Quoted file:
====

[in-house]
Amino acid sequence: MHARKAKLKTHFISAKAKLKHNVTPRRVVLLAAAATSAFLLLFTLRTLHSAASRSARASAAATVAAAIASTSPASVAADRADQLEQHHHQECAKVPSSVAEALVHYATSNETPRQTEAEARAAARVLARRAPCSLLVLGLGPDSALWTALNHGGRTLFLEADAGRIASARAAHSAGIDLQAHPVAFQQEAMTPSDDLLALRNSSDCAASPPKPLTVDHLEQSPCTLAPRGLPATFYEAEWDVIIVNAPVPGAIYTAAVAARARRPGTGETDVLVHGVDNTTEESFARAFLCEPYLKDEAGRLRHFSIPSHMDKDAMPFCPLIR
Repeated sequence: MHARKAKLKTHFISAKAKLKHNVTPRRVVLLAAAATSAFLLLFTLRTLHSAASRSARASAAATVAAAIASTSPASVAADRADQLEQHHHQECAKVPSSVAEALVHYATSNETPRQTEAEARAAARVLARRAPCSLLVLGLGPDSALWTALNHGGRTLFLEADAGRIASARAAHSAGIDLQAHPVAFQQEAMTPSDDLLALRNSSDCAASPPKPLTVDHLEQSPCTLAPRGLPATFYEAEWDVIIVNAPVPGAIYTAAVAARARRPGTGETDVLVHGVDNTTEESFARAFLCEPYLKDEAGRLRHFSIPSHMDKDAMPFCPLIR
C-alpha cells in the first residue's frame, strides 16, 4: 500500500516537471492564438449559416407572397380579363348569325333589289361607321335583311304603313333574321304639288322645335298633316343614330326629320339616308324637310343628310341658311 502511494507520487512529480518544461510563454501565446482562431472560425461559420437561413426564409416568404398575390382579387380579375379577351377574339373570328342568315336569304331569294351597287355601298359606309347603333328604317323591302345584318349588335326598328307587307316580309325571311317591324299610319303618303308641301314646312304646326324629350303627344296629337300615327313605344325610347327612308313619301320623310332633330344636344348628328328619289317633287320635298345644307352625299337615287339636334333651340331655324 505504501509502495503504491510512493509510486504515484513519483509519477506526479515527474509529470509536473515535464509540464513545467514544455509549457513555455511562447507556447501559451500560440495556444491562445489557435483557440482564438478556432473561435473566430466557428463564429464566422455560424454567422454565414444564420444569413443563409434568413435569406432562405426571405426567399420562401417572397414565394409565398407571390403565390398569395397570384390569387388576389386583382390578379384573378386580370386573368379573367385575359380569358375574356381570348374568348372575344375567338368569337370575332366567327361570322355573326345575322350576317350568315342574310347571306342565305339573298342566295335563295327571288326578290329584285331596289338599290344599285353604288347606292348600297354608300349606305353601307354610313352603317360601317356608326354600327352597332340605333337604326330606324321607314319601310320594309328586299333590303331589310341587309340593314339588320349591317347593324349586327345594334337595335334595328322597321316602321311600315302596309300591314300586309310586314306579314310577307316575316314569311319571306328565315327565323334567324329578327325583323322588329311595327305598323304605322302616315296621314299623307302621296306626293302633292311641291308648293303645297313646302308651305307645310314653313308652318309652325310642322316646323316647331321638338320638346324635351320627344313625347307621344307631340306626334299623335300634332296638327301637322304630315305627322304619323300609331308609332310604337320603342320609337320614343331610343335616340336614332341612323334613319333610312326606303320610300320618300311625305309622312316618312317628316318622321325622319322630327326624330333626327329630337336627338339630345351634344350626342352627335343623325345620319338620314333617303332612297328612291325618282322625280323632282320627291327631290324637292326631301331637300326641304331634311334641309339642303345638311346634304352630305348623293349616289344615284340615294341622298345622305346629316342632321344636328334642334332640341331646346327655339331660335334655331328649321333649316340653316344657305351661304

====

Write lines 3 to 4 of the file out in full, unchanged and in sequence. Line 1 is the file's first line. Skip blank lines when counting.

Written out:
Repeated sequence: MHARKAKLKTHFISAKAKLKHNVTPRRVVLLAAAATSAFLLLFTLRTLHSAASRSARASAAATVAAAIASTSPASVAADRADQLEQHHHQECAKVPSSVAEALVHYATSNETPRQTEAEARAAARVLARRAPCSLLVLGLGPDSALWTALNHGGRTLFLEADAGRIASARAAHSAGIDLQAHPVAFQQEAMTPSDDLLALRNSSDCAASPPKPLTVDHLEQSPCTLAPRGLPATFYEAEWDVIIVNAPVPGAIYTAAVAARARRPGTGETDVLVHGVDNTTEESFARAFLCEPYLKDEAGRLRHFSIPSHMDKDAMPFCPLIR
C-alpha cells in the first residue's frame, strides 16, 4: 500500500516537471492564438449559416407572397380579363348569325333589289361607321335583311304603313333574321304639288322645335298633316343614330326629320339616308324637310343628310341658311 502511494507520487512529480518544461510563454501565446482562431472560425461559420437561413426564409416568404398575390382579387380579375379577351377574339373570328342568315336569304331569294351597287355601298359606309347603333328604317323591302345584318349588335326598328307587307316580309325571311317591324299610319303618303308641301314646312304646326324629350303627344296629337300615327313605344325610347327612308313619301320623310332633330344636344348628328328619289317633287320635298345644307352625299337615287339636334333651340331655324 505504501509502495503504491510512493509510486504515484513519483509519477506526479515527474509529470509536473515535464509540464513545467514544455509549457513555455511562447507556447501559451500560440495556444491562445489557435483557440482564438478556432473561435473566430466557428463564429464566422455560424454567422454565414444564420444569413443563409434568413435569406432562405426571405426567399420562401417572397414565394409565398407571390403565390398569395397570384390569387388576389386583382390578379384573378386580370386573368379573367385575359380569358375574356381570348374568348372575344375567338368569337370575332366567327361570322355573326345575322350576317350568315342574310347571306342565305339573298342566295335563295327571288326578290329584285331596289338599290344599285353604288347606292348600297354608300349606305353601307354610313352603317360601317356608326354600327352597332340605333337604326330606324321607314319601310320594309328586299333590303331589310341587309340593314339588320349591317347593324349586327345594334337595335334595328322597321316602321311600315302596309300591314300586309310586314306579314310577307316575316314569311319571306328565315327565323334567324329578327325583323322588329311595327305598323304605322302616315296621314299623307302621296306626293302633292311641291308648293303645297313646302308651305307645310314653313308652318309652325310642322316646323316647331321638338320638346324635351320627344313625347307621344307631340306626334299623335300634332296638327301637322304630315305627322304619323300609331308609332310604337320603342320609337320614343331610343335616340336614332341612323334613319333610312326606303320610300320618300311625305309622312316618312317628316318622321325622319322630327326624330333626327329630337336627338339630345351634344350626342352627335343623325345620319338620314333617303332612297328612291325618282322625280323632282320627291327631290324637292326631301331637300326641304331634311334641309339642303345638311346634304352630305348623293349616289344615284340615294341622298345622305346629316342632321344636328334642334332640341331646346327655339331660335334655331328649321333649316340653316344657305351661304